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Biological warfare: the most lethal way of fighting.

The coronavirus has sent chills down the spine of the populace across the globe. It is the most lethal forum of virus which, despite the untiring efforts of Chinese biological scientists, still remains an incurable epidemic. On the other hand, conspiracy theorists have now started advancing their self-concocted theories about the spread of this devastating pandemic. One such theory is that the coronavirus is not a natural phenomenon but a human-made biological weapon, used by China's adversaries to weaken her military and economic muscle. It may be a conspiracy theory, nonetheless its veracity needs to be ascertained and should not be repudiated outright. However, it is axiomatic that bio-weapons have been used extensively in wars to subject the rival forces to a humongous human catastrophe.

Biological warfare, also known as 'germ warfare,' involves the use of toxins or infectious agents that are biological in origin. This includes bacteria, viruses, and fungi. These biological agents are used to incapacitate or kill humans, animals, or plants as part of a war endeavor.

Biological warfare is the use of non-human life to disrupt- or end- human life. Because living organisms can be unpredictable and incredibly resilient, these are difficult to control, potentially devastating on a global scale, and prohibited globally under numerous treaties.

War chronicles are replete with myriad events in which bio-weapons were used to debilitate the adverse army. Attempts to use biological warfare agents date back to antiquity. Its maiden manifestation surfaced when Scythian archers infected their arrows by dipping them in decomposing bodies or in blood mixed with manure as far back as 400 BC. Persian, Greek, and Roman literature from 300 BC quotes examples of dead animals, employed to contaminate wells and other sources of water. Further, King Eumenes II of Pergamon was beaten when the enemy fired earthen vessels full of venomous snakes into his ships.

During the battle of Tortona in the 12th century, Barbarossa used the bodies of dead and decomposing soldiers to poison wells. Then, during the siege of Kaffa in the 14th century, the assailant Tatar contingent hurled plague -infected corpses into the city in an attempt to cause an epidemic within enemy forces. This lethal exercise was repeated in 1710, when the Russians, besieging Swedish forces at Reval in Estonia, catapulted dead bodies of people infected with plague.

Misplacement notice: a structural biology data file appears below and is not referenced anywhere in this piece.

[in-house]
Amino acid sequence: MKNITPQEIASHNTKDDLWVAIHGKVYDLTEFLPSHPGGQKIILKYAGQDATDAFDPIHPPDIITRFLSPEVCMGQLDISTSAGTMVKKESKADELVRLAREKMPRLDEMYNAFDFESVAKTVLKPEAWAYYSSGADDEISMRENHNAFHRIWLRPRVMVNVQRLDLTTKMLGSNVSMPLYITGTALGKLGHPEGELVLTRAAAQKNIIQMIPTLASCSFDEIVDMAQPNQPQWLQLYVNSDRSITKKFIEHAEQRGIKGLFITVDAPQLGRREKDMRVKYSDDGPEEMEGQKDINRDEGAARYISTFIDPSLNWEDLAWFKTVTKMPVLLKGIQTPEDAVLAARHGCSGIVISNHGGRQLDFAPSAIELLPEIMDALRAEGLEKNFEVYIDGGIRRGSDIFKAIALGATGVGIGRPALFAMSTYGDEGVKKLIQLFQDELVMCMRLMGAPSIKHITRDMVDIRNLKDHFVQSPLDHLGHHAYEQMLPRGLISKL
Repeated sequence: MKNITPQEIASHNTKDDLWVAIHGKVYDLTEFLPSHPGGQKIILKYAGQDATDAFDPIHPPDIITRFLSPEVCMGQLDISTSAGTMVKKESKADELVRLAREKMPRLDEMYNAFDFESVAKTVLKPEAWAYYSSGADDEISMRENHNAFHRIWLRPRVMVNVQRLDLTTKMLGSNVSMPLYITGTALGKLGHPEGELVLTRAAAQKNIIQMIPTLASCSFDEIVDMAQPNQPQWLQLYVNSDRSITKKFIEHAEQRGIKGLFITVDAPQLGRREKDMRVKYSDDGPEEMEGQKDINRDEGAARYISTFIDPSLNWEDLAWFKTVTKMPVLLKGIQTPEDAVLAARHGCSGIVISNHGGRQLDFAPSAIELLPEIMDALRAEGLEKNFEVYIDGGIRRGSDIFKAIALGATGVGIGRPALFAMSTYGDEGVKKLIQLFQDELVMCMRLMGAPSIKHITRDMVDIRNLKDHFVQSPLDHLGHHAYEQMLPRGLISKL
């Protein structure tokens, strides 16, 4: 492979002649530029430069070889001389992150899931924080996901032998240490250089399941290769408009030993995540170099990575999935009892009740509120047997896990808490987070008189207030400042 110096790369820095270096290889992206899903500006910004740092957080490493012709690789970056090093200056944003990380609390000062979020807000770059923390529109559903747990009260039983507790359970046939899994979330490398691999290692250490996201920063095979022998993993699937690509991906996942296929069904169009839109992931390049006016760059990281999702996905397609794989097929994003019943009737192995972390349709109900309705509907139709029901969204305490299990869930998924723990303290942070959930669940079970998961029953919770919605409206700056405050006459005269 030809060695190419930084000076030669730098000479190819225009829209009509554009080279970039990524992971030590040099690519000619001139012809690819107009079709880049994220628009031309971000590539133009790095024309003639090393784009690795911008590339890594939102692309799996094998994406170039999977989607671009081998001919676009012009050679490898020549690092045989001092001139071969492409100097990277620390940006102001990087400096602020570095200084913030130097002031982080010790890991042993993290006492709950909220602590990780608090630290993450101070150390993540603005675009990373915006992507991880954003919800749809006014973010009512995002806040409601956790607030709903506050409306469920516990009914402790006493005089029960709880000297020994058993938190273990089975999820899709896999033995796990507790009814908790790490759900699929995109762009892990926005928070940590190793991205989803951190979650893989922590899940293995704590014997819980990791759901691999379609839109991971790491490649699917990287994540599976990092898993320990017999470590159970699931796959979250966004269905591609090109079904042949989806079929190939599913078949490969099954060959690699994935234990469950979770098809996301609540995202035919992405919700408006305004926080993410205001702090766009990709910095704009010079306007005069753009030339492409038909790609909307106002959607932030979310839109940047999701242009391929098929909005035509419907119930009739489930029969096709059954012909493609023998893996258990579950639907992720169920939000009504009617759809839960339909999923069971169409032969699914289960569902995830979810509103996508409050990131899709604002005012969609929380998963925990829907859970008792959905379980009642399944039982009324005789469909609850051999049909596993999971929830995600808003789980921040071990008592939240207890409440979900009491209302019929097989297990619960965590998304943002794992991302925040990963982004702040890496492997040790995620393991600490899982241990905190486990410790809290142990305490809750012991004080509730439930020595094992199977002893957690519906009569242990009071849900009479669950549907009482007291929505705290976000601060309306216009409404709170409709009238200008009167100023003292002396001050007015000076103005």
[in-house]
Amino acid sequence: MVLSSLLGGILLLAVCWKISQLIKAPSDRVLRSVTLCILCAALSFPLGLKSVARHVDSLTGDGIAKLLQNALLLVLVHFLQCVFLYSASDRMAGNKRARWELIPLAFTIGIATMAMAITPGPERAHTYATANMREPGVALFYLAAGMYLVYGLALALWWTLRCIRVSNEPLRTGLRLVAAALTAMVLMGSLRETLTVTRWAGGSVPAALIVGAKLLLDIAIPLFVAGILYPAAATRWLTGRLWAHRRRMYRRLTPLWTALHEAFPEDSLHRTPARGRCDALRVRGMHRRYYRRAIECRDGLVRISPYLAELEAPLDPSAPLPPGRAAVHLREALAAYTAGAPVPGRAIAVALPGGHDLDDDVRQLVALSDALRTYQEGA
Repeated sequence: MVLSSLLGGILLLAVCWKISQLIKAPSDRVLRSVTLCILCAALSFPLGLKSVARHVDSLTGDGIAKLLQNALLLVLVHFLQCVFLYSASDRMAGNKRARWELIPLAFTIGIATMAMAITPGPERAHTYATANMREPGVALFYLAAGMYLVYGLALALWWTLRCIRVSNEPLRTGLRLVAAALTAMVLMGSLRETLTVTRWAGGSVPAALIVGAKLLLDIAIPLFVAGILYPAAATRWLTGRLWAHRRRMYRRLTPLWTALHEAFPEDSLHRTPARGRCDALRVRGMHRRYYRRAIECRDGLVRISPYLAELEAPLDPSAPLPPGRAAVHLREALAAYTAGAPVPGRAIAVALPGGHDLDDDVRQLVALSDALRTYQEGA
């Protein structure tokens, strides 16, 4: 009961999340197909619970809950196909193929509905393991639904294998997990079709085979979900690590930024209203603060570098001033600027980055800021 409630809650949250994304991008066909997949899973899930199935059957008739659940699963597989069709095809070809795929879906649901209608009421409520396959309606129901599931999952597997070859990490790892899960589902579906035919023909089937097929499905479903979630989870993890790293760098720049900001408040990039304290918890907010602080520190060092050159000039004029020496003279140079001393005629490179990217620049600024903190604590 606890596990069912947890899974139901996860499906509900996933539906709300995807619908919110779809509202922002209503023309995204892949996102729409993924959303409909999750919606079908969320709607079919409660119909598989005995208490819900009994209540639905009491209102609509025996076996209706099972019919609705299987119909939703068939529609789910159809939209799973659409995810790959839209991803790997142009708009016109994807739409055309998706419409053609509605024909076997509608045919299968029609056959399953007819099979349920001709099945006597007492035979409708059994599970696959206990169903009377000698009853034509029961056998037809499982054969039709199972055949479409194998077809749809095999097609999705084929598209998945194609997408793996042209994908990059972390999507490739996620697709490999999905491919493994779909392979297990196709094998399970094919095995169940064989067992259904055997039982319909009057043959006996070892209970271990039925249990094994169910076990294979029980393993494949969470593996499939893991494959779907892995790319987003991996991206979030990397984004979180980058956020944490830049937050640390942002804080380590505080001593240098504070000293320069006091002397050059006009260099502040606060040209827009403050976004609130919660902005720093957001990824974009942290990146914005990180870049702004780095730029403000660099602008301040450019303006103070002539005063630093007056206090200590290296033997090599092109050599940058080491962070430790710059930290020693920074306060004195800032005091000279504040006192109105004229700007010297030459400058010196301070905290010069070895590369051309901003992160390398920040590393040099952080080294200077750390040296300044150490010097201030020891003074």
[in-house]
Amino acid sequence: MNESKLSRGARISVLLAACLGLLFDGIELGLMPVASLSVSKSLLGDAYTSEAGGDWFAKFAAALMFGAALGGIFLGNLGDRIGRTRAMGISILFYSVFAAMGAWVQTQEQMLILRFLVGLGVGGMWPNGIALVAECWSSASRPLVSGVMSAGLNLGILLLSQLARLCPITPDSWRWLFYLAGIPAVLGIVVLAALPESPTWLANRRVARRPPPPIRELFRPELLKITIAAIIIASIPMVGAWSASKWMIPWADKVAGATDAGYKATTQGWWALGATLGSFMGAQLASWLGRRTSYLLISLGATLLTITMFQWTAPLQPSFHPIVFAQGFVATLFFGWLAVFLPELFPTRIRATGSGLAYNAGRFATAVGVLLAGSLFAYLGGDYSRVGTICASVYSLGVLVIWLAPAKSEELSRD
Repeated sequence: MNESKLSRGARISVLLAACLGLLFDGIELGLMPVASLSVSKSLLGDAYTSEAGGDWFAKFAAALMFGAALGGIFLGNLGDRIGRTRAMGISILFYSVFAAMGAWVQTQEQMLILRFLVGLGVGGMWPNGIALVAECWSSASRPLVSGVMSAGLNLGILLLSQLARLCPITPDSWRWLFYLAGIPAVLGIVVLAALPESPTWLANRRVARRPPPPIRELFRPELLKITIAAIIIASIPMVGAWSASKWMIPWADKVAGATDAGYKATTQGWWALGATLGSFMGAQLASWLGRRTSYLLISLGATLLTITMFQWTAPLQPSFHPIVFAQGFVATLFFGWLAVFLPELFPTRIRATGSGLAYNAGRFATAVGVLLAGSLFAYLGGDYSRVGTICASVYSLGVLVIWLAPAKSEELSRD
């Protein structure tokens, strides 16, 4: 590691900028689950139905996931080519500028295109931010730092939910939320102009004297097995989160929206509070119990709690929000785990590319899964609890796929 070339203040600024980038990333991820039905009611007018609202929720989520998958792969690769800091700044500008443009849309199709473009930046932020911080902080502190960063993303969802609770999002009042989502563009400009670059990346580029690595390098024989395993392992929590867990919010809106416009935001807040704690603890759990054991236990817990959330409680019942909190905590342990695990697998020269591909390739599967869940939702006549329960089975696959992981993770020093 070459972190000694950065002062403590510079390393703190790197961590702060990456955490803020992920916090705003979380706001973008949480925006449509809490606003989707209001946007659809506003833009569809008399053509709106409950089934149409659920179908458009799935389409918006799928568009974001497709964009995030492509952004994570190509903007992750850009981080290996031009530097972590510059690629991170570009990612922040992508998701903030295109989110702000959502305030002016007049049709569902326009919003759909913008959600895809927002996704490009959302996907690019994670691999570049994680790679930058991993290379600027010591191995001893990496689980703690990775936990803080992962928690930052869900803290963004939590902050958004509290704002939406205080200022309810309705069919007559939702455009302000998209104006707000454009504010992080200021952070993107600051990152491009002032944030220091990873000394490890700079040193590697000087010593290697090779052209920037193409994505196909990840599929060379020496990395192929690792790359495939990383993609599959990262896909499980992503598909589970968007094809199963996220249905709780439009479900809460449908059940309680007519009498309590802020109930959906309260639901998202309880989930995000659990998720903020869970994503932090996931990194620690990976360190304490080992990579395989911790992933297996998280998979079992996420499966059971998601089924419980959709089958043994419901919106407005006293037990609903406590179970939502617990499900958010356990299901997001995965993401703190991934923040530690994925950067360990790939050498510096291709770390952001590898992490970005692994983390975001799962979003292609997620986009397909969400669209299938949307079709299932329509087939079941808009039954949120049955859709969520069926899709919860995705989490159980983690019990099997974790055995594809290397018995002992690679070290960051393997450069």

Additionally, During the French and Indian Wars in the 18th century AD, British forces under the patronage and command of Sir Jeffrey Amherst provided the Native Americans with blankets that had been used by smallpox victims in a bid to spread the disease.

Furthermore, allegations were also made during the American Civil War by both sides, but especially by the Union Army against the Confederate Army, of the attempted use of smallpox to cause disease among enemy forces.

In 1900, Biological warfare became more sophisticated and advanced. During World War I, the German Army developed anthrax, glanders, cholera, and a wheat fungus specifically designed to be used as biological weapons. They allegedly spread plague in St. Petersburg, Russia, infected mules with glanders in Mesopotamia, and attempted to do the same with the horses of the French Cavalry.

However, in order to discourage the practice of using biological agents in war, the Geneva Protocol of 1925 was signed by 108 nations. This was the first multilateral agreement that extended the prohibition of chemical agents to biological agents. Unfortunately, no method for verification of compliance was addressed. Therefore, spread of the use biological agents in the wars could not be halted.

Hence, during World War II, Japanese forces operated a secret biological warfare research facility (Unit 731) in Manchuria that carried out human experiments on prisoners. They exposed more than 3000 victims to plague, anthrax, syphilis, and other agents in an attempt to develop and observe the disease. Some victims were executed or died of their infections. Autopsies were also performed for greater understanding of the effects of these germs on the human body.

In 1942, the United States formed the War Research Service. Anthrax and botulinum toxin initially were investigated for their use in wars as weapons. Sufficient quantities of botulinum toxin and anthrax were stockpiled by June 1944 to allow unlimited retaliation if the German forces first used biological agents. The British also tested anthrax bombs on Gruinard Island off the northwest coast of Scotland in 1942 and 1943 and then prepared and stockpiled anthrax-laced cattle cakes for the same purpose.